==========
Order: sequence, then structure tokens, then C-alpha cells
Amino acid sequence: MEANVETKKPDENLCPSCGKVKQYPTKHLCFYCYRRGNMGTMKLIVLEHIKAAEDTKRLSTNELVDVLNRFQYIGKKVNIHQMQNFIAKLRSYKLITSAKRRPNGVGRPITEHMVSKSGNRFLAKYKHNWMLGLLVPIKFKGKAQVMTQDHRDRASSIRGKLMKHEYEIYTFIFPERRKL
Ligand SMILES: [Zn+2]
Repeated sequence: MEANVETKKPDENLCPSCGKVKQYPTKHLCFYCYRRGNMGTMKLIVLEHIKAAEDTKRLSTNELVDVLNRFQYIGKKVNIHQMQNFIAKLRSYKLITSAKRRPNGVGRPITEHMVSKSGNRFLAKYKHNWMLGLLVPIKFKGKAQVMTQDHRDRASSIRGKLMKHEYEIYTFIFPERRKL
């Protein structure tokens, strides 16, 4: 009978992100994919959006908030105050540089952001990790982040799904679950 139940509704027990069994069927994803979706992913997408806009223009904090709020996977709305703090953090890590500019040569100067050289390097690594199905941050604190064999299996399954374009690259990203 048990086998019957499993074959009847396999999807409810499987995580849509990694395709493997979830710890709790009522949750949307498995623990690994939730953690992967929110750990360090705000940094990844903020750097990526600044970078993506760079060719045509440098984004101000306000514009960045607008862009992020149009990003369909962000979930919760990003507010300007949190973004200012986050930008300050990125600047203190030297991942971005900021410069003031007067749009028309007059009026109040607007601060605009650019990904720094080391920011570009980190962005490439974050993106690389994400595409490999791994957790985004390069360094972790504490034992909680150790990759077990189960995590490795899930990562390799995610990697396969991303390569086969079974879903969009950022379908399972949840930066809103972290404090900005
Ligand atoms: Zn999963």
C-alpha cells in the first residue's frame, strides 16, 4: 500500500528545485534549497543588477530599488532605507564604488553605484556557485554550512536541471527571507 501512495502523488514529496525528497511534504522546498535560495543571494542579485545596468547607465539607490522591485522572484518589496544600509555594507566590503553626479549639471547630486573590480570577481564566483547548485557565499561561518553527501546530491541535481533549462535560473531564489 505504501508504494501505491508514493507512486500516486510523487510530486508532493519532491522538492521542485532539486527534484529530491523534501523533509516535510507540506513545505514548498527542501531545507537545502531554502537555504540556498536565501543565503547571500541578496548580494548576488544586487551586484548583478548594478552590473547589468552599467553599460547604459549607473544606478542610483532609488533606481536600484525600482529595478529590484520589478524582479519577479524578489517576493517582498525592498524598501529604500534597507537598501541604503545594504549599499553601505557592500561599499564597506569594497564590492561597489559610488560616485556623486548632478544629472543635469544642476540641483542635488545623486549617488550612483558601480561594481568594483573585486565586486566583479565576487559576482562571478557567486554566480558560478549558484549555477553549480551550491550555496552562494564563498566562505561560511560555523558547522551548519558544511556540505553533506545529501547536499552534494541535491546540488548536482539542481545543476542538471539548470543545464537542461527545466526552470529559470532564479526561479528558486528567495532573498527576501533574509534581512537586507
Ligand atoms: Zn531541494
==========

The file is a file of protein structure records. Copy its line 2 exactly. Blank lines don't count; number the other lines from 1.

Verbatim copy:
Amino acid sequence: MEANVETKKPDENLCPSCGKVKQYPTKHLCFYCYRRGNMGTMKLIVLEHIKAAEDTKRLSTNELVDVLNRFQYIGKKVNIHQMQNFIAKLRSYKLITSAKRRPNGVGRPITEHMVSKSGNRFLAKYKHNWMLGLLVPIKFKGKAQVMTQDHRDRASSIRGKLMKHEYEIYTFIFPERRKL